Should exam questions be predictable?
I have over the last half term started teaching a Year 11 class for the first time in a couple of years, and I am reminded of just how much work has to be done on teaching pupils exam technique. I do not actually mind teaching exam technique: things like learning how to pace oneself, how to allocate time for marks awarded and how to plan your answers are all useful exam techniques that it is important to teach students.
What I find very frustrating, however, is that I have to teach them a number of ‘question types’ that will come up every single year. We teach OCR GCSE Modern World History and there are always questions such as
- ‘Describe… [4 marks]’
- ‘Explain why… [6 marks]’
- ‘What is the message of… [7 marks]’
and so on. The mark scheme for each question type is very consistent from year to year meaning that it is possible to train pupils to jump through the mark-scheme hoops. I don’t know a single school that does not do this: it would be mad not to. The nature of the exam, which consistently sets the same types of questions from year to year, encourages us to teach in this way. I am not convinced that this is a good thing.
To be fair to OCR, this is not something that is peculiar to them. All exam boards do it (and I assume this is true in other subjects as well). I am not completely sure of the rationale, but I suspect the reason for having common question types every year is that it (a) makes the exam marking more consistent, as examiners are looking for similar types or ‘shapes’ or response and (b) makes schools feel like they have more control in being able to prepare pupils for the exams. I get both of these reasons.
But, as ever in education, it is the perverse consequences that need to be considered.
Take, for example, the numerous consultants who go into schools to look at history curricula (nothing wrong with this – I’ve done it myself!). What worries me is when these consultants go in and say things like ‘you need to do more ‘Explain why…’ questions in Year 7 to prepare them for the exam or ‘why ask that type of question in Year 9 when it doesn’t come up on the exam?’
What we see is teachers spending considerable amounts of time teaching children about how to answer particular question types, and this is time that is not being spent teaching the subject itself. I do not know how many hours teachers spend teaching pupils to spot question types in exams and how to structure answers to those questions to maximise marks, but I’d wager it’s a long time. If children can tell you how to structure a 6-mark ‘explain why’ question, but they’re struggling to define what ‘communism’ is, then I think we have a very aggressive examination tail wagging a beleaguered subject knowledge dog.
So perhaps it’s time to move away from predictable exam questions. All they do is encourage teachers to teach exam technique from as early as possible. If exam questions were less predictable (and I mean everything here from the number of questions through to the wording of the questions) then we would be sending a message to teachers that the best way to prepare pupils for an exam is to teach them the subject well: the current system incentivises teachers to spend far too long teaching exam technique. This will not be a popular suggestion either for the exam boards or indeed for teachers who like having as much control as possible over what pupils write in an exam: I would suggest, however, that we need to sacrifice this micro-management for the good of the subjects and pupils that we teach.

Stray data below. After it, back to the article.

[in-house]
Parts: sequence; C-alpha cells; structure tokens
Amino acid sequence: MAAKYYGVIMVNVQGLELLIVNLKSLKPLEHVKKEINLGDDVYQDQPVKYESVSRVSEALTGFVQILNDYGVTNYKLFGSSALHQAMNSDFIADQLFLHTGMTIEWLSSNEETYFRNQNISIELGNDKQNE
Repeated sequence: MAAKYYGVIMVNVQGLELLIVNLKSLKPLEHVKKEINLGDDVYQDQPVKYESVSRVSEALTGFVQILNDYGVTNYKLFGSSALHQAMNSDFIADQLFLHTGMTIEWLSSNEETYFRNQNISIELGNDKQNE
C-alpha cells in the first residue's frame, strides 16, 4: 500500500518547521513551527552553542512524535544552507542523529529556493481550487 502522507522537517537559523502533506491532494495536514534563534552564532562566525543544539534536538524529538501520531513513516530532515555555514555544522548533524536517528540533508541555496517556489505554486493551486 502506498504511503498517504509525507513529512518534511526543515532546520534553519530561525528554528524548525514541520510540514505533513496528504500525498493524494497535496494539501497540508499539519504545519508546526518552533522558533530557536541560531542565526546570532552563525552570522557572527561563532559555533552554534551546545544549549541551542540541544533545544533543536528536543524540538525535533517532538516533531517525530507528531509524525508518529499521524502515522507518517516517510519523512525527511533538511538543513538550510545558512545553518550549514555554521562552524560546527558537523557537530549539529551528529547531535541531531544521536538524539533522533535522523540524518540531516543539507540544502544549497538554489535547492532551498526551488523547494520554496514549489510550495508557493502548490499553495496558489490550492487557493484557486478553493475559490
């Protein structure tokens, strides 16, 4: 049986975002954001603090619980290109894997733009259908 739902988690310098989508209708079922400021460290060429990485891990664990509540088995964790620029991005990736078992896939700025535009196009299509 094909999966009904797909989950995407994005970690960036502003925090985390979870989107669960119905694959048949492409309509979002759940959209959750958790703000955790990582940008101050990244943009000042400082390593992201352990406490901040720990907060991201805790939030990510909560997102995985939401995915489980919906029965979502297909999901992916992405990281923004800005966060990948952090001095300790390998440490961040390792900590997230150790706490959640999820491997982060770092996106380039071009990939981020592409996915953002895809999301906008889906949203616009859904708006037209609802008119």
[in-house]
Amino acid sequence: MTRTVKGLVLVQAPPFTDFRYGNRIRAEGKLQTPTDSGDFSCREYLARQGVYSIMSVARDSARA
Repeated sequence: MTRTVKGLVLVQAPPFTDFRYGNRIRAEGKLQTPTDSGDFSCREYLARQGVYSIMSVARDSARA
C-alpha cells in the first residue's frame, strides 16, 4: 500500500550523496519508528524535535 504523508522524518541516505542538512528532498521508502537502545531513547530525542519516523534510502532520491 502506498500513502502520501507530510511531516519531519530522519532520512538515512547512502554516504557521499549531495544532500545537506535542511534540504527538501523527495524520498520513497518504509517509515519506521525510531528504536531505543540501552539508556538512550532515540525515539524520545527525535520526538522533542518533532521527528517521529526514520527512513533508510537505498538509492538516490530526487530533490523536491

Reblogged this on The Echo Chamber.
At a meeting of history HoDs last year one said she spent 50% of teaching time on technique. Another then pointed out that the skills gained didn’t help students at A level as frequently they have to unlearn techniques and grasp new ones. I like the Edexcel IGCSE because there is a significant reduction in question types to drill. You have more knowledge of exam question creation than I do but it seems that the needless proliferation of question types is to satisfy assessment objectives that assume different skills can and are being assessed.
There is also the question of access for weaker students when question are less formulaic. Anyway
I entirely agree that currently far too much time has to be spent on drill at the expense of developing a knowledge of history and things could be better.
The law of unintended consequences: If you moved away from ‘predictable exam questions’, might teachers not end up spending *more* not less time on exam technique rather than subject knowledge? Teachers would feel that they would have to prepare students for almost every question stem / command word possible. This would take far longer than is currently spent.
‘Predictable exam questions’ mean that you can get the exam technique sorted *quickly* so that you can spend more time on the knowledge and understanding.
I agree with your diagnosis of the problem; but disagree with the solution. The system is imperfect as it is, but it would be worse if you abandoned ‘predictable exam questions’.